TAMPA, Fla. -- Having Greg Bird's left-handed stroke in the lineup for a full big league campaign is a tantalizing fantasy for the Yankees, enough so that general manager Brian Cashman was content to roll into the regular season despite a perceived lack of depth at first base.It is a
TAMPA, Fla. -- Having Greg Bird's left-handed stroke in the lineup for a full big league campaign is a tantalizing fantasy for the Yankees, enough so that general manager Brian Cashman was content to roll into the regular season despite a perceived lack of depth at first base.
It is a gamble. Since Bird was limited to just 48 regular-season games by a right ankle injury in 2017, alarm bells sounded on Saturday in Yankees camp when Bird was scratched from a split-squad lineup against the Braves in Lake Buena Vista, Fla., complaining of soreness in his right foot.
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Removed from the lineup by bench coach Josh Bard, Bird traveled back to Tampa, where an MRI and CT scan revealed right foot inflammation, the Yankees announced. Bird is scheduled to be evaluated by foot specialist Dr. Martin O'Malley on Monday in New York.
"I'm worried about it, to be honest," Cashman said before Bird underwent the MRI and CT scan. "I'm not sure what we're dealing with, but when Greg can't tee it up, it's a problem for us because obviously he's a vital member of our organization. We're deep and we have other people who can pick up the slack, so hopefully it won't be long."
The 25-year-old Bird has batted .154 (8-for-52) with a double, a home run and four RBIs in 18 spring games.
Cashman said that Bird told him there was discomfort in the ankle after playing nine innings at first base in Friday's 5-0 Grapefruit League loss to the Red Sox. He did not seek treatment, and the discomfort intensified after batting practice on Saturday at the Braves' spring home.
"You understand what we think of him as a player and what we believe his ceiling is, so the biggest thing for him to be able to prove that would be his health," manager Aaron Boone said. "We think that's the only thing that stands in his way of being a premium player."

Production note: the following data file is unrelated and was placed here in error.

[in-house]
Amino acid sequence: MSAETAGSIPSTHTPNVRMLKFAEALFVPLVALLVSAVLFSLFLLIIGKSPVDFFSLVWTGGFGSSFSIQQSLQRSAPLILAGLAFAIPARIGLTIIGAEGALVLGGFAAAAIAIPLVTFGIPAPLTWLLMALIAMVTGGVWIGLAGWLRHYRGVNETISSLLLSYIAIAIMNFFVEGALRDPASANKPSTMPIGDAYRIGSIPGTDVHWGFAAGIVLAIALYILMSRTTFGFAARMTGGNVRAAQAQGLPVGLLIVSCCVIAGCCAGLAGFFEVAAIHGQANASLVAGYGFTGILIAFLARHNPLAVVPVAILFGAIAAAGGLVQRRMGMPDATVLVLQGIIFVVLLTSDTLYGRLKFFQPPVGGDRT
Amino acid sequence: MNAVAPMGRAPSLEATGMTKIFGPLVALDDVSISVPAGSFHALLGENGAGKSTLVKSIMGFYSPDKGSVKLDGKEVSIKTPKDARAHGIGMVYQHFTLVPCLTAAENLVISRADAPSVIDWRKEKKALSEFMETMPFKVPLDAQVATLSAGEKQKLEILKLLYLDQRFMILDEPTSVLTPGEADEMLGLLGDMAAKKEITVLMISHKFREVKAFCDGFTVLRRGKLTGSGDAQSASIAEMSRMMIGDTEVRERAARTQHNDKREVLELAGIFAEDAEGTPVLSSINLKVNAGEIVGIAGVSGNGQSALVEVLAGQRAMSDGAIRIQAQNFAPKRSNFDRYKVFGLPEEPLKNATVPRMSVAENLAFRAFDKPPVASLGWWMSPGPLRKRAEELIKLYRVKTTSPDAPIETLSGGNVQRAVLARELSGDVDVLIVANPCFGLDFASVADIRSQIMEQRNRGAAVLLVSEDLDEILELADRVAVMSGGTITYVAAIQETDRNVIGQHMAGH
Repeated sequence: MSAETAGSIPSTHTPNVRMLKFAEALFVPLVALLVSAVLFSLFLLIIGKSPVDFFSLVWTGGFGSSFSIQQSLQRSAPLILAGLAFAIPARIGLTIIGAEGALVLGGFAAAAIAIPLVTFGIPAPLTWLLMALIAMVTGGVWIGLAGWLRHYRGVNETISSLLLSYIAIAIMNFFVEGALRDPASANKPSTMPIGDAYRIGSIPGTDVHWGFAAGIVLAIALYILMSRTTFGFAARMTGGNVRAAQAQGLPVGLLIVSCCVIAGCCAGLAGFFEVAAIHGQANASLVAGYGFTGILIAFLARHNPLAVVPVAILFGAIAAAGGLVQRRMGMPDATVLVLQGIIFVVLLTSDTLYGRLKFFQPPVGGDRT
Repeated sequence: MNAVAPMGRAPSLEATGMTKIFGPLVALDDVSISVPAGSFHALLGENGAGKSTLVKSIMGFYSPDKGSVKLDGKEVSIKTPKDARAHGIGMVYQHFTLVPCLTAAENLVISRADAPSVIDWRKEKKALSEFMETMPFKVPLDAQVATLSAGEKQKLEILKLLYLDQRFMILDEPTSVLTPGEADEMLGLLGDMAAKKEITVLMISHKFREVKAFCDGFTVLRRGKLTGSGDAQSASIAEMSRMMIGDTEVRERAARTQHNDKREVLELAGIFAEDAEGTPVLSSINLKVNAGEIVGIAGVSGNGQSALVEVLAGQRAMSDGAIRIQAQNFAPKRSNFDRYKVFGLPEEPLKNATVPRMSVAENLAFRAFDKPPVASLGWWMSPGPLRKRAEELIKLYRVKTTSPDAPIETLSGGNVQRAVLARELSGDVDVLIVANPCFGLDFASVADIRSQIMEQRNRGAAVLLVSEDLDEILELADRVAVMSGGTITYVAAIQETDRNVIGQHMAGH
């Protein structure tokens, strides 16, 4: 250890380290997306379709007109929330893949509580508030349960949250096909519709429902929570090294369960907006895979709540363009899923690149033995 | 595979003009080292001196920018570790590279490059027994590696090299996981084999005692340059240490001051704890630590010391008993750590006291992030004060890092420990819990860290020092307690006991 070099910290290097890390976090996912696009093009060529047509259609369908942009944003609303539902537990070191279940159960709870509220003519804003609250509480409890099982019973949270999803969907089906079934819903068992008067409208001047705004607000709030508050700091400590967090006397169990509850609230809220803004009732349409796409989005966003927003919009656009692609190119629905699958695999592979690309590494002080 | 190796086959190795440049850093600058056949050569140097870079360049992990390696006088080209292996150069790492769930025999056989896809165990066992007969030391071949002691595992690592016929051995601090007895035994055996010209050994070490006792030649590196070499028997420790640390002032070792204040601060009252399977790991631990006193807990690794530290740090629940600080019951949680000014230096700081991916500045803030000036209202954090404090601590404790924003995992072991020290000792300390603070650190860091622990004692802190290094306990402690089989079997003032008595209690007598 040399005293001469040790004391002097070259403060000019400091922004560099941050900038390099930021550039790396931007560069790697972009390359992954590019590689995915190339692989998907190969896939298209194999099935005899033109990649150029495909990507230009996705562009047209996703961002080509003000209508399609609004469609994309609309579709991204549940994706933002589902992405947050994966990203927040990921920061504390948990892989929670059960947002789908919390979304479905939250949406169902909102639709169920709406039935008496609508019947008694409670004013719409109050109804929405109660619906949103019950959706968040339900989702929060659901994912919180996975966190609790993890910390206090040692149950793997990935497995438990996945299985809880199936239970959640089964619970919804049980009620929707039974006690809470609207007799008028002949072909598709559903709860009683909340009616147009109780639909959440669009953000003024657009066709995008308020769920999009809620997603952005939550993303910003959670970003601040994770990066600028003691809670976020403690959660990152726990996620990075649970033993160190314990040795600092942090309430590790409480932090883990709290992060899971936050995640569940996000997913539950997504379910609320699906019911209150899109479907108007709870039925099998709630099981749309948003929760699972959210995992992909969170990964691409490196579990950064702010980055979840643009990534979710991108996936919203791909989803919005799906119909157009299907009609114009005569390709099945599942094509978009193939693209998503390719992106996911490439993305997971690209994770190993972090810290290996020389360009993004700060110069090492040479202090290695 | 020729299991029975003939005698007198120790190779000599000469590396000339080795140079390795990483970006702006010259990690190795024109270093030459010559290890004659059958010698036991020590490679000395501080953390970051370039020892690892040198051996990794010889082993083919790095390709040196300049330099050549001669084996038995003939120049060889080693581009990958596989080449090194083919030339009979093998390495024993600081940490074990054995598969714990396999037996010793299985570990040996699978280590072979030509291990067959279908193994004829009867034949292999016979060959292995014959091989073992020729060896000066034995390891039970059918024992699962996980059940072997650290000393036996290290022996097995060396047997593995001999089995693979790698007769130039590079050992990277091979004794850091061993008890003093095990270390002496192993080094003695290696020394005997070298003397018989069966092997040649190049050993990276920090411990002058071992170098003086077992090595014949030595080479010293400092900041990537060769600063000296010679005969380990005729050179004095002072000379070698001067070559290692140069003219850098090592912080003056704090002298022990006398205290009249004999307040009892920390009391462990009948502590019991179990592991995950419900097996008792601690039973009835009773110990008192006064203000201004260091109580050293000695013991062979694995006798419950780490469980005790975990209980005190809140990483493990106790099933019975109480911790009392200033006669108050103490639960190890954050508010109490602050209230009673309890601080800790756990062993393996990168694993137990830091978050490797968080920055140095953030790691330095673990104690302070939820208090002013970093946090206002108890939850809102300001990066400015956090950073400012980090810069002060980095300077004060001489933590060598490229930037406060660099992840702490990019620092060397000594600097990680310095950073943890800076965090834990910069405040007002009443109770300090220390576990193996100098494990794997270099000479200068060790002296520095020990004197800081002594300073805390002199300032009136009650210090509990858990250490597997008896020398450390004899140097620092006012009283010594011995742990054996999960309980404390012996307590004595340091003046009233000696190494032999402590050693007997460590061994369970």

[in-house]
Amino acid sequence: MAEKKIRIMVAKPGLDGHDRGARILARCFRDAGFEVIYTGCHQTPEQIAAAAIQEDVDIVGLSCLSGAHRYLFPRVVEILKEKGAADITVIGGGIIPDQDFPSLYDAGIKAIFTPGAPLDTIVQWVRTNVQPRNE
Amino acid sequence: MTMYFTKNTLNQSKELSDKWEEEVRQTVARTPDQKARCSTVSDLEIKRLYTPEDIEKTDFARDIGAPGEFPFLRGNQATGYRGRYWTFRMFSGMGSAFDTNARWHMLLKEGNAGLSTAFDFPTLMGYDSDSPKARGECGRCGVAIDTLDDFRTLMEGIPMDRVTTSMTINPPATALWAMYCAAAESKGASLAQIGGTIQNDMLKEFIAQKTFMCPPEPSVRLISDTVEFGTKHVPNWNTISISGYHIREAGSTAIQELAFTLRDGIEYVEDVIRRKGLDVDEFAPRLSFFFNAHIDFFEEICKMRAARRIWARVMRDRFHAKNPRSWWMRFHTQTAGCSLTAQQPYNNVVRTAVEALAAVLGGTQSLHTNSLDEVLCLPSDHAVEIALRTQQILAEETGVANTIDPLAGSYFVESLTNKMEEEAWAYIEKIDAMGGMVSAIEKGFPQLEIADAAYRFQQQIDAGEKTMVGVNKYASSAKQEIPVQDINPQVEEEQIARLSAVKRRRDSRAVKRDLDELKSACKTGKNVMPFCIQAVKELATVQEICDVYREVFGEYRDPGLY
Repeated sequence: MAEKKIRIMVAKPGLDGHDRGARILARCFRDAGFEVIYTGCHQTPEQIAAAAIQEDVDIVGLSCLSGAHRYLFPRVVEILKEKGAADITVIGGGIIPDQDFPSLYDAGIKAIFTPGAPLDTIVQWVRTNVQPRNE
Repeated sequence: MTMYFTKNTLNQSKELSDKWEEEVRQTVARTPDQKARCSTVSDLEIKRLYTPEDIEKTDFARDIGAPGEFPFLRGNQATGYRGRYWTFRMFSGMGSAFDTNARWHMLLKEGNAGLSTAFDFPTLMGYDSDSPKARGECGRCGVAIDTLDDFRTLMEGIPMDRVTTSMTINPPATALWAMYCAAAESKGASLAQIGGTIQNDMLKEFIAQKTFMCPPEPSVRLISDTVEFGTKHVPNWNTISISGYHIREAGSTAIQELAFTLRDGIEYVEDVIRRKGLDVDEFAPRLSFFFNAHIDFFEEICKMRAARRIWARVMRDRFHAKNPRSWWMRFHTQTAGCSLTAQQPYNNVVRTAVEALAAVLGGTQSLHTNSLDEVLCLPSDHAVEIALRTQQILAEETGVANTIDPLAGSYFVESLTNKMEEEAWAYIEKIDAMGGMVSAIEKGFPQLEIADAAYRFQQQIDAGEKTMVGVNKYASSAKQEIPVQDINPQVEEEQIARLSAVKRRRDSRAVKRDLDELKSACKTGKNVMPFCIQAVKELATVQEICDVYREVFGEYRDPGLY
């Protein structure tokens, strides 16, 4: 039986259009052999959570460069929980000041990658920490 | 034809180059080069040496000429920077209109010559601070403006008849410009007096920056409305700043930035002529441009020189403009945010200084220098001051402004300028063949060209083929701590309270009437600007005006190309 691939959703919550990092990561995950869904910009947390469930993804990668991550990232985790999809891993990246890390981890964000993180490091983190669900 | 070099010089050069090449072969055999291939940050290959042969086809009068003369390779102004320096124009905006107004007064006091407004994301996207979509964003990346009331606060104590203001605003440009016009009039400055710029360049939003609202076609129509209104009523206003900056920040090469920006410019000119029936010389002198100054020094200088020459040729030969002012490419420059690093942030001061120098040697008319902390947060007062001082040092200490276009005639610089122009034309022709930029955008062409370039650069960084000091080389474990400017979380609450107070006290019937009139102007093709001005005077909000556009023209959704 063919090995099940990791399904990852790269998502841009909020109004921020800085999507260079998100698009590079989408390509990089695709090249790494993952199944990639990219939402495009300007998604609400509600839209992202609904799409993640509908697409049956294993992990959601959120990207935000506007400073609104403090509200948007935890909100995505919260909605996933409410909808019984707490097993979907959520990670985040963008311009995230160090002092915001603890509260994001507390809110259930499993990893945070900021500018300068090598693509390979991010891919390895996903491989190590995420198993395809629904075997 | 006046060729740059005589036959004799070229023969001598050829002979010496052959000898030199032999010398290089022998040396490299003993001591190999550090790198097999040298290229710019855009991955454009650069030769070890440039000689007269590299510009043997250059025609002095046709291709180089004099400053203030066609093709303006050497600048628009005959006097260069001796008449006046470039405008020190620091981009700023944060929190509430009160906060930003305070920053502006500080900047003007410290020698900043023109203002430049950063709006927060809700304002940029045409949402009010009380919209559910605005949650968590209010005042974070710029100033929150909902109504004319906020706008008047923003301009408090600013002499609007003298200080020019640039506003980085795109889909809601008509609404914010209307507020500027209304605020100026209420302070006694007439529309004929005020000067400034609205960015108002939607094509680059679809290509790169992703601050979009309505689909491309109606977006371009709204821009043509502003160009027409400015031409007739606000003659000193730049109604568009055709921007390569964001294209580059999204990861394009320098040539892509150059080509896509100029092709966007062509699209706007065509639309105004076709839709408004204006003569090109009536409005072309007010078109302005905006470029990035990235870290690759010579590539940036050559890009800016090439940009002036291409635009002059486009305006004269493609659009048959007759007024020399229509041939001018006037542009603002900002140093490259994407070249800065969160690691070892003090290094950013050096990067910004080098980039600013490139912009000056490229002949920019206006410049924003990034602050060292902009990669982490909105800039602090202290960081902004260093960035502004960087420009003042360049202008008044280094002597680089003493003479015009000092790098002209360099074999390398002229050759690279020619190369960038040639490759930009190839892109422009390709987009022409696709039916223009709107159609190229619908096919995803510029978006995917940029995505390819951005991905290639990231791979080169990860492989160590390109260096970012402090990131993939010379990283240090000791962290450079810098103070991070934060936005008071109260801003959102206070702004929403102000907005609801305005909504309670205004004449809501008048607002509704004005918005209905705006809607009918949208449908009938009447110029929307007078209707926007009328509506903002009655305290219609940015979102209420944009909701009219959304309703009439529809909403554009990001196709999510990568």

Last spring, Bird fouled a ball off his right ankle in the team's final Grapefruit League exhibition on March 30, forcing him to leave a game against the Phillies in Clearwater, Fla. Initially diagnosed as a contusion, that incident set off a sequence of events that saw Bird undergo surgery in July.
Bird returned in late August and contributed some of the Yankees' biggest hits of the stretch drive, including three postseason homers. Cashman said that the current injury is in a "similar area" to last year's issue.
Should Bird not be ready for the opening of the season, Neil Walker could see time at first base, and the Yankees could recall infielder-outfielder Christopher Austin, who was optioned to Triple-A Scranton/Wilkes-Barre on Wednesday. The Yankees had veteran Adam Lind in camp, but he was released on March 14. In addition, first baseman Mike Ford, who was selected by the Mariners in the Rule 5 Draft last December, was returned to the team on Saturday.
Third baseman Miguel Andujar has also been working out at first base in Minor League camp following his demotion last week, and Cashman said that Andujar is expected to play about 20 percent of his games at first base this season.
"You go with what you've got," Cashman said. "Neil Walker's import here recently becomes even that much more beneficial. Tyler Austin had a really good camp. It's important to have depth. You'd rather not rely on it, but we have some depth that we can turn to. First things first, we have to see if we're in a position to have to or not."
Bryan Hoch has covered the Yankees for MLB.com since 2007. Follow him on Twitter @bryanhoch and on Facebook.